That mobility is going to be critical as Ocean Safety prepares to extend coverage from dawn to dusk starting July 1. While towers will continue to operate only from 9 a.m. to 5:30 p.m., lifeguards will be around from sunup to sundown to respond to 911 calls.
Short of spending a lot more money, Titchen said increasing mobility is the only way to efficiently grow coverage in the near future. Ocean Safety currently has 16 mobile units, eight of which include personal watercraft. They plan to add eight more mobile units by July and ultimately hope to increase the number of watercraft as well.
The division has also received approval for a 15-person class of recruits, and Titchen hopes to get a second class of 15 for the next fiscal year.
While Titchen said he’s grateful for the support Ocean Safety’s received from the last and current city administrations, he noted the extended coverage hours amount to an operational increase of about a third without a corresponding increase in the budget.
“We get it. We’re in the midst of an economic crisis in many regards for both the counties and the state,” he said. “But as the chief lifeguard for the City and County of Honolulu, I’d say, How can we possibly be welcoming back visitors in a safe, constructive way if we’re not ready to ensure that they’re safe on the beaches, which is really why most of them — the majority of them — are coming to visit our islands?”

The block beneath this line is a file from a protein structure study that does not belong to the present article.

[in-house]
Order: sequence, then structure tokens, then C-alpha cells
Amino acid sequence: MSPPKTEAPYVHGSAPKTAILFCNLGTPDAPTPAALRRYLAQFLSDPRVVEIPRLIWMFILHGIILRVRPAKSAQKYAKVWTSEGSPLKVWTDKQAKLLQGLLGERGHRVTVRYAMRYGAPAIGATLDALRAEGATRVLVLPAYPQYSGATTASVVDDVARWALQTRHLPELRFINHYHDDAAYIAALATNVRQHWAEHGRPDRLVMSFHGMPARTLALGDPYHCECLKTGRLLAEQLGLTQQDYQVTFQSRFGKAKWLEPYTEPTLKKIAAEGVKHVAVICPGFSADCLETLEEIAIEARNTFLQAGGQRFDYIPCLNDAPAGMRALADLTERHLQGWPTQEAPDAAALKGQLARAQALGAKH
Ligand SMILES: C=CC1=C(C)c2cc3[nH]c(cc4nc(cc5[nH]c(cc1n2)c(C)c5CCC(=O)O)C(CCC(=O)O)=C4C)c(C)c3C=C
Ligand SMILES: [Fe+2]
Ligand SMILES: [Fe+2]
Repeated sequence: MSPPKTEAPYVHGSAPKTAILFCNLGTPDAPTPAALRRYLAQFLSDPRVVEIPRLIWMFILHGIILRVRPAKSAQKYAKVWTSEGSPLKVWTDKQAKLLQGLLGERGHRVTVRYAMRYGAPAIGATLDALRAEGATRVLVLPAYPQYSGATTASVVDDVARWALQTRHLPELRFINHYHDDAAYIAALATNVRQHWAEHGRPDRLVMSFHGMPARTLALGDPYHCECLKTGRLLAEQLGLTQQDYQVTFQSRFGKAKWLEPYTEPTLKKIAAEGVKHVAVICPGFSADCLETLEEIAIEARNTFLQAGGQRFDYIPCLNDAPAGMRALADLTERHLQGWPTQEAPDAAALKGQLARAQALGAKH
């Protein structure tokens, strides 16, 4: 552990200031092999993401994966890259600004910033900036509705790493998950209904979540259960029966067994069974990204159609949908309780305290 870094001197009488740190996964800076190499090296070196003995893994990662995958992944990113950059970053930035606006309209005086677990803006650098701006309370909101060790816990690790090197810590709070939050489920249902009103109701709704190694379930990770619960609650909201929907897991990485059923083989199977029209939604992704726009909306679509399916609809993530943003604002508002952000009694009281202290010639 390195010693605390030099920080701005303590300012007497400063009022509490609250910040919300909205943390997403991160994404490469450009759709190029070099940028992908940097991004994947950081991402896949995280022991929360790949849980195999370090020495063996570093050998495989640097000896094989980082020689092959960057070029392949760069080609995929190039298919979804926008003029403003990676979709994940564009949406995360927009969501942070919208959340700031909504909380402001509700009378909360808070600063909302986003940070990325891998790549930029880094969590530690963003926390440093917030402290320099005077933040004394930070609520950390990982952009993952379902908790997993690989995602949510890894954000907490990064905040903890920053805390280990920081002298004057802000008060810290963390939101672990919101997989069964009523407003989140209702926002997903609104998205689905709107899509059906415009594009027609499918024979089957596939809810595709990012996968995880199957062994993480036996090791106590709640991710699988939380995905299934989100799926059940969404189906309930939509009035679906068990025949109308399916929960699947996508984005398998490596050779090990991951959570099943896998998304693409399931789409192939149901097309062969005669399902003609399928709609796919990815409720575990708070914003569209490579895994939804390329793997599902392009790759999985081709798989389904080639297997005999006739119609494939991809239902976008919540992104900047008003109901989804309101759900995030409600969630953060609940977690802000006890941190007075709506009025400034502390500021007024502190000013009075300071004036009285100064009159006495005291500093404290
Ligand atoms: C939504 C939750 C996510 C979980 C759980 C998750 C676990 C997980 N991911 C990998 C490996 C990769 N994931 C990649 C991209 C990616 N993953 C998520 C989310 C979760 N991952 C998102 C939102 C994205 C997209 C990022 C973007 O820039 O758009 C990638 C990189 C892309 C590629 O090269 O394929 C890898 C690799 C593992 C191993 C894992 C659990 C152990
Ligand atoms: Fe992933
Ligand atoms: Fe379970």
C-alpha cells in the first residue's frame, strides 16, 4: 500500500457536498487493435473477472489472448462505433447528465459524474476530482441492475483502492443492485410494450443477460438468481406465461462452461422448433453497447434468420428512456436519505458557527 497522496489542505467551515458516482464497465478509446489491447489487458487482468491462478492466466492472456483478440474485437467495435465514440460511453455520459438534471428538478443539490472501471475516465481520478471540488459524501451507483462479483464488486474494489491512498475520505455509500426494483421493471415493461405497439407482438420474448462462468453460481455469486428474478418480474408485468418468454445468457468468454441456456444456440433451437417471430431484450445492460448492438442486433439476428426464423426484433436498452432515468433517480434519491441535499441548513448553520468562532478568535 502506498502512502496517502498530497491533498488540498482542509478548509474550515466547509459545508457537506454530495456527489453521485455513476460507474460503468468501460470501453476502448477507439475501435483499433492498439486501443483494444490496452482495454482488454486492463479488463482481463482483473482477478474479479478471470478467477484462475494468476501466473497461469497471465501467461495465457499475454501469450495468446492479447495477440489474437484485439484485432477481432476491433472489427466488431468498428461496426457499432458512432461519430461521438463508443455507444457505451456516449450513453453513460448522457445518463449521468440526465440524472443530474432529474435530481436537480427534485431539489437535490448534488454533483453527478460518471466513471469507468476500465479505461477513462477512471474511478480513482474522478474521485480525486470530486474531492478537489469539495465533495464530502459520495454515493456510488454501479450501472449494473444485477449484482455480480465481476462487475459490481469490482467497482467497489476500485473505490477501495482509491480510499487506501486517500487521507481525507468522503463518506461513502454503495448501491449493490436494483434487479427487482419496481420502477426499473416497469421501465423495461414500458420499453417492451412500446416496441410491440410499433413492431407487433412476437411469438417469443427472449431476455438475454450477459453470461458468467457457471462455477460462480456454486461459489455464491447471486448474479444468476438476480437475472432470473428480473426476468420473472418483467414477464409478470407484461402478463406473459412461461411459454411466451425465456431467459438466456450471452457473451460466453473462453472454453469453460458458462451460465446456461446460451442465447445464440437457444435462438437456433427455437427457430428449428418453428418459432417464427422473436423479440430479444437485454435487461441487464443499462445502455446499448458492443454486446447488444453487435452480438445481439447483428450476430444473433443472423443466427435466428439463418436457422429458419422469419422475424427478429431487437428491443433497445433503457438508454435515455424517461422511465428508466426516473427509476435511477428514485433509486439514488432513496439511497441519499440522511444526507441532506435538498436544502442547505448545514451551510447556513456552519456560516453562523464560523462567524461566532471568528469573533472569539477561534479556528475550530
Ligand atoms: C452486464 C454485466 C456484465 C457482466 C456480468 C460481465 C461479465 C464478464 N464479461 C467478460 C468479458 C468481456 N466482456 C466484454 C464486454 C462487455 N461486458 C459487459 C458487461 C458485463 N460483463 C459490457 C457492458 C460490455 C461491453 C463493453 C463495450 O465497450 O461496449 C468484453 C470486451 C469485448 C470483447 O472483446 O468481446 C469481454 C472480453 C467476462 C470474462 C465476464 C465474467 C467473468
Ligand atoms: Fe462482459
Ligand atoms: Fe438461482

Last year as the evaporation of tourism took its toll on revenues, the state drastically cut back on funding for counties to staff lifeguards at state beach parks. The state is currently paying Honolulu’s Ocean Safety and Lifeguard Services division to put lifeguards at Oahu’s Keawaula Beach only on weekends and holidays, and Titchen said he’s confident that the state is “doing everything they can to renew that” for the upcoming year.
The budget bill lawmakers approved on Tuesday includes more than $1.4 million for lifeguard contracts at state beach parks for fiscal years 2022 and 2023, according to the office of Sen. Donovan Dela Cruz, chair of the Senate Committee on Ways and Means. About half of that money will be covered by federal relief dollars, and the other half will come from county funds. Hawaii County leaders had vowed to keep lifeguards at their parks, and after state senators pushed to include the money in the budget, Okinaka said before it was finalized that he was hopeful the funding would come through.